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The Soloist movie poster

The Soloist

Genre: Drama
Rated: PG-13
Directed by:
Joe Wright
Starring: Robert Downey Jr., Jamie Foxx, Catherine Keener, Stephen Root

Released by: DreamWorks Pictures

In Short: Based on a true story, the film captures the unlikely friendship of Los Angeles Times columnist Steve Lopez and Nathaniel Anthony Ayers, a schizophrenic homeless man.
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Play On, Soloist
Best-Selling Book Makes it to the Big Screen

Director Joe Wright (of 2007's Atonement) takes Los Angeles Times columnist Steve Lopez's best-seller The Soloist to the big screen in a film that retells the true story of an unlikely friendship with Nathaniel Anthony Ayers, a mentally ill homeless man who was once a musical prodigy. With moving performances from Robert Downey Jr. (Lopez) and Jamie Foxx (Ayers), the film makes for a great character study, however, it falls a bit flat in the evolution of its plot.

The movie begins with the meeting of Lopez and Ayers on a downtown Los Angeles street. After hearing a nearby violinist play refrains from Beethoven, Lopez approaches the musician, hoping to turn the encounter into a human interest piece for the paper. When Lopez discovers that the homeless, bedraggled man, who wears a sequined-studded safety vest and Hawaiian lei throughout the film, attended the famed Julliard School in New York, he becomes intrigued. The meeting turns into a series of popular columns, and quickly develops into a deep, personal friendship. Lopez becomes especially invested in Ayers and as a result attempts to pull him out of abject poverty, offering him a chance to assimilate back into society.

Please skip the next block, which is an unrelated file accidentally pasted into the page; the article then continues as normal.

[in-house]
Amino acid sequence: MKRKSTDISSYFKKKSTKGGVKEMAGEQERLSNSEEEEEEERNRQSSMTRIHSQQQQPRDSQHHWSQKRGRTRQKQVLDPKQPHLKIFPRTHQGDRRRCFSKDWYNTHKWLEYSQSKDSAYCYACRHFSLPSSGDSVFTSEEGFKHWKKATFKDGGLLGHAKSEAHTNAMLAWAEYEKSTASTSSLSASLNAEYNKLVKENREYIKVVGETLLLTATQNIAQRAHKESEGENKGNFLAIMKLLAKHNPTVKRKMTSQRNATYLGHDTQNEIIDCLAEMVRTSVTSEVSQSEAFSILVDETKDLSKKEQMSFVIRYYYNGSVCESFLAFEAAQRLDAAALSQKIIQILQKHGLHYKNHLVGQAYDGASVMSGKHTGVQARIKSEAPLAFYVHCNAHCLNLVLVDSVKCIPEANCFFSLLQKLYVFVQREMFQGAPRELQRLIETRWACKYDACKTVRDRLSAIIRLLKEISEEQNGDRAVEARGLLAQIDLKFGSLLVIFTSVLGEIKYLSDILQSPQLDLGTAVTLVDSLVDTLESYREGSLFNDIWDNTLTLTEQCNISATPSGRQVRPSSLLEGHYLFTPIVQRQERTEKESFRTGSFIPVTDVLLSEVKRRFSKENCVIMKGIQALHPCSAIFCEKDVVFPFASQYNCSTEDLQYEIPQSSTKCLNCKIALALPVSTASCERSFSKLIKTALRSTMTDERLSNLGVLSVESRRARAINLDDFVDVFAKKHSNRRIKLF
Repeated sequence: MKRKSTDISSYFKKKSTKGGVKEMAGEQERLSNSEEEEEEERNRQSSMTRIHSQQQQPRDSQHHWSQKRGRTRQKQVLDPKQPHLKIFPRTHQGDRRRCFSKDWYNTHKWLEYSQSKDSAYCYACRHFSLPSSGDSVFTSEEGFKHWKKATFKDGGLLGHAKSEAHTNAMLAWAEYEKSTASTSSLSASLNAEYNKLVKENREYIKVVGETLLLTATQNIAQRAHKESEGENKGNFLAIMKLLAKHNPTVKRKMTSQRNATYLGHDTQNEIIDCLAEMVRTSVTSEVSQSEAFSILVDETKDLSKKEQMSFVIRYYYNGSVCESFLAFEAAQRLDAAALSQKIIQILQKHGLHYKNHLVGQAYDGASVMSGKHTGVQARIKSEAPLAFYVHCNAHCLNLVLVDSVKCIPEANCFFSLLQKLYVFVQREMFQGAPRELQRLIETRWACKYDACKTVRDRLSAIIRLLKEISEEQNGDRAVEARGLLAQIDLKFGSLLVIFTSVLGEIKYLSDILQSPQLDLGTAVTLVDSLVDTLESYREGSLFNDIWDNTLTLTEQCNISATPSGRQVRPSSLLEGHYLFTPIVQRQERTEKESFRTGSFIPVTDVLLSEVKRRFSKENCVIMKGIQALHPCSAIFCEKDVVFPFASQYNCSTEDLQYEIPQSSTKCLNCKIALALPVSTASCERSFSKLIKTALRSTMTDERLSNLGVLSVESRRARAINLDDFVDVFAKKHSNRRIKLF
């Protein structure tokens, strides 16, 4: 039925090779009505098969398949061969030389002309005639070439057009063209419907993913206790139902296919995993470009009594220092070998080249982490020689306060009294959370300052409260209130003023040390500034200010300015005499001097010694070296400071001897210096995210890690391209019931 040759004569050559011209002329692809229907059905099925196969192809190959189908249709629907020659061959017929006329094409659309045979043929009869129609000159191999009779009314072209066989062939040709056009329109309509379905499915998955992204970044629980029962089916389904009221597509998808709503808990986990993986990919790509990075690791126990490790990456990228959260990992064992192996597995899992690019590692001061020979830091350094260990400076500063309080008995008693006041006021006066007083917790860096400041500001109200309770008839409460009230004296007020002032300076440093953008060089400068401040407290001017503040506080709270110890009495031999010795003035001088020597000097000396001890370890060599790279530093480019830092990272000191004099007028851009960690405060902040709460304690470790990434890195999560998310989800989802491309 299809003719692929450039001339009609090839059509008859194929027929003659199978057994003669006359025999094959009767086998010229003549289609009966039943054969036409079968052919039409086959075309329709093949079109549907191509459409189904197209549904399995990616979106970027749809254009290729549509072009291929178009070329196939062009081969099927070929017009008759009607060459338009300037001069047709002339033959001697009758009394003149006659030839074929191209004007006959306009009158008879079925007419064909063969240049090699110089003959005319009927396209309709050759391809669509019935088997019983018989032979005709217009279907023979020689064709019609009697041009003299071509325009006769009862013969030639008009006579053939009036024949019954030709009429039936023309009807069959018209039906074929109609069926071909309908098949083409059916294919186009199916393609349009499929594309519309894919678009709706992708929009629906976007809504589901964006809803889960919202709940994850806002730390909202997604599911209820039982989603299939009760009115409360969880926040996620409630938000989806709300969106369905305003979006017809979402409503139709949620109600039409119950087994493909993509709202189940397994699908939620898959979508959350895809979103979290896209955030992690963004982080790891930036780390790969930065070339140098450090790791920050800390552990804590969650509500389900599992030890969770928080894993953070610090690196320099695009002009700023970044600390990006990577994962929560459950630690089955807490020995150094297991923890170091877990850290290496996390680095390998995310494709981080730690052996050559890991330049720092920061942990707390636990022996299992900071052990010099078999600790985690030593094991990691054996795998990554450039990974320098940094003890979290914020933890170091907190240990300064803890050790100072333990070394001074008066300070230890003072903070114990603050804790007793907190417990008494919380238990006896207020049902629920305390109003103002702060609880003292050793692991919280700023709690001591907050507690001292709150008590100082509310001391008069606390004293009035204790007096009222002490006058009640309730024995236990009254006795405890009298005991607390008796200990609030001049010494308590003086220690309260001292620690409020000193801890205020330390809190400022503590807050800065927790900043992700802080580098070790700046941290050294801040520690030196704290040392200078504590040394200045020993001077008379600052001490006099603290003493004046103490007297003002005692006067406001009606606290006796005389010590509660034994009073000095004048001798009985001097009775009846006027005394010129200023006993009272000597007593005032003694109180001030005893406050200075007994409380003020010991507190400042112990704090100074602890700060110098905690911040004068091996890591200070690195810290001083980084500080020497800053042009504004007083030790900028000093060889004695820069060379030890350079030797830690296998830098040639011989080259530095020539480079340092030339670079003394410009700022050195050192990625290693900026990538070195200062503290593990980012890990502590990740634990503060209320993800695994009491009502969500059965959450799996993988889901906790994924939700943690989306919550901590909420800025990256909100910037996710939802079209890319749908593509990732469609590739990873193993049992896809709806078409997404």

Jamie Foxx in The Soloist Robert Downey Jr. and Jamie Foxx in The Soloist

The passion Ayers exhibits while playing music is deeply inspirational and Foxx does the man justice in his performance. On the same note, Downey's portrayal of the hardened writer, hoping to help an unfortunate soul, gives the audience someone with whom they can connect. As noted earlier, it is really the character development—rather than the plot itself—that touches our hearts. The depth and growth of both characters is inspiring, particularly in the face of hardships like race, homelessness and mental instability that serve as thematic issues throughout the film.

Although the film lacks luster in the plot department (Hollywood's formulaic "happily ever after" certainly does not apply to this film), the film is still worth the price of a ticket, even if only for the undeniably talented depiction of two fascinating individuals searching for hope in the City of Angels.

Reviewed by Lauren Becker



PKR033109 (Updated: 04/24/09 KR)

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